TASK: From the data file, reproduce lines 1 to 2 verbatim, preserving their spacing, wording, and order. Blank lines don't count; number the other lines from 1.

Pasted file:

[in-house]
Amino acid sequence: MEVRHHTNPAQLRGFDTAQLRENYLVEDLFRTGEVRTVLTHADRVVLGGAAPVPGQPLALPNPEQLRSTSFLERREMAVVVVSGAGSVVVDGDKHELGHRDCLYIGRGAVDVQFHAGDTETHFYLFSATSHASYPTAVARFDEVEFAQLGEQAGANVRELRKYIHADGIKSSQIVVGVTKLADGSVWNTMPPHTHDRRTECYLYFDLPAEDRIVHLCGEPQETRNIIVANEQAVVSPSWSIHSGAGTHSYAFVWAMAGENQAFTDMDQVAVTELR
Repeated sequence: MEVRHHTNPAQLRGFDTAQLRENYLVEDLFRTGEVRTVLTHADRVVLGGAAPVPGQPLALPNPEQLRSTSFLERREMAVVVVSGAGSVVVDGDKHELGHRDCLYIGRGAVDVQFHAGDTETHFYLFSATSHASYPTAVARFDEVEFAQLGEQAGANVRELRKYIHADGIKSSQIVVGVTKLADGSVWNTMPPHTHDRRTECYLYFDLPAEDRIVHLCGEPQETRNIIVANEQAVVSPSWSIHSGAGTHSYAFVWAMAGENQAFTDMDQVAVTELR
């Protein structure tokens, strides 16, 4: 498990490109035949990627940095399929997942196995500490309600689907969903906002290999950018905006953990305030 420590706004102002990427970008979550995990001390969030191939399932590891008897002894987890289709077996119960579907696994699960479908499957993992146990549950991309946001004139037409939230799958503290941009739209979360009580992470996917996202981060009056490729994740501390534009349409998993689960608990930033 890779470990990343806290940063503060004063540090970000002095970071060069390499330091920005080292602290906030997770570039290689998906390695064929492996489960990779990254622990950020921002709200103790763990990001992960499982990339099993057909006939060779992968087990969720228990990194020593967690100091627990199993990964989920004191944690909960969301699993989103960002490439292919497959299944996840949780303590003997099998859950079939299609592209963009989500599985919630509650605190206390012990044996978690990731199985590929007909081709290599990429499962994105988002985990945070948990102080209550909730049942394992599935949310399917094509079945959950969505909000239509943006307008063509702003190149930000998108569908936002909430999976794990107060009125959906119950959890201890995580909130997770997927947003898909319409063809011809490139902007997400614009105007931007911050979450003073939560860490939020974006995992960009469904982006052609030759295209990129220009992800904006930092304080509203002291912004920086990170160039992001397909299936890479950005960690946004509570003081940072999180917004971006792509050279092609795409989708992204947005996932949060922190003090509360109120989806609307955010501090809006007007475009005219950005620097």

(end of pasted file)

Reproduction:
[in-house]
Amino acid sequence: MEVRHHTNPAQLRGFDTAQLRENYLVEDLFRTGEVRTVLTHADRVVLGGAAPVPGQPLALPNPEQLRSTSFLERREMAVVVVSGAGSVVVDGDKHELGHRDCLYIGRGAVDVQFHAGDTETHFYLFSATSHASYPTAVARFDEVEFAQLGEQAGANVRELRKYIHADGIKSSQIVVGVTKLADGSVWNTMPPHTHDRRTECYLYFDLPAEDRIVHLCGEPQETRNIIVANEQAVVSPSWSIHSGAGTHSYAFVWAMAGENQAFTDMDQVAVTELR